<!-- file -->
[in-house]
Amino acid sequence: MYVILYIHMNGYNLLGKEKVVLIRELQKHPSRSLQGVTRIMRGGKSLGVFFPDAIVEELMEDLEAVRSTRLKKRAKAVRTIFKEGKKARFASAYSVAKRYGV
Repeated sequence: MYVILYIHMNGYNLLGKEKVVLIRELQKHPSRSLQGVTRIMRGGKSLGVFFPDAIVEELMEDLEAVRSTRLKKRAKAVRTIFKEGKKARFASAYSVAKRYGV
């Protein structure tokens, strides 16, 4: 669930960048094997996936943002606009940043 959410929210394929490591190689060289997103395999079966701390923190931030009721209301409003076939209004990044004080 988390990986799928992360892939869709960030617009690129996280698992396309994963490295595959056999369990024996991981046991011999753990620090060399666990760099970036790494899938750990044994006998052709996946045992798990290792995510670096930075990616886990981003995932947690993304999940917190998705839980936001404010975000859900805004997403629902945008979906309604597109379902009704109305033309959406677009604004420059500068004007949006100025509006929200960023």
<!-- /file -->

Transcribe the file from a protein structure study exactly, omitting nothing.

[in-house]
Amino acid sequence: MYVILYIHMNGYNLLGKEKVVLIRELQKHPSRSLQGVTRIMRGGKSLGVFFPDAIVEELMEDLEAVRSTRLKKRAKAVRTIFKEGKKARFASAYSVAKRYGV
Repeated sequence: MYVILYIHMNGYNLLGKEKVVLIRELQKHPSRSLQGVTRIMRGGKSLGVFFPDAIVEELMEDLEAVRSTRLKKRAKAVRTIFKEGKKARFASAYSVAKRYGV
């Protein structure tokens, strides 16, 4: 669930960048094997996936943002606009940043 959410929210394929490591190689060289997103395999079966701390923190931030009721209301409003076939209004990044004080 988390990986799928992360892939869709960030617009690129996280698992396309994963490295595959056999369990024996991981046991011999753990620090060399666990760099970036790494899938750990044994006998052709996946045992798990290792995510670096930075990616886990981003995932947690993304999940917190998705839980936001404010975000859900805004997403629902945008979906309604597109379902009704109305033309959406677009604004420059500068004007949006100025509006929200960023």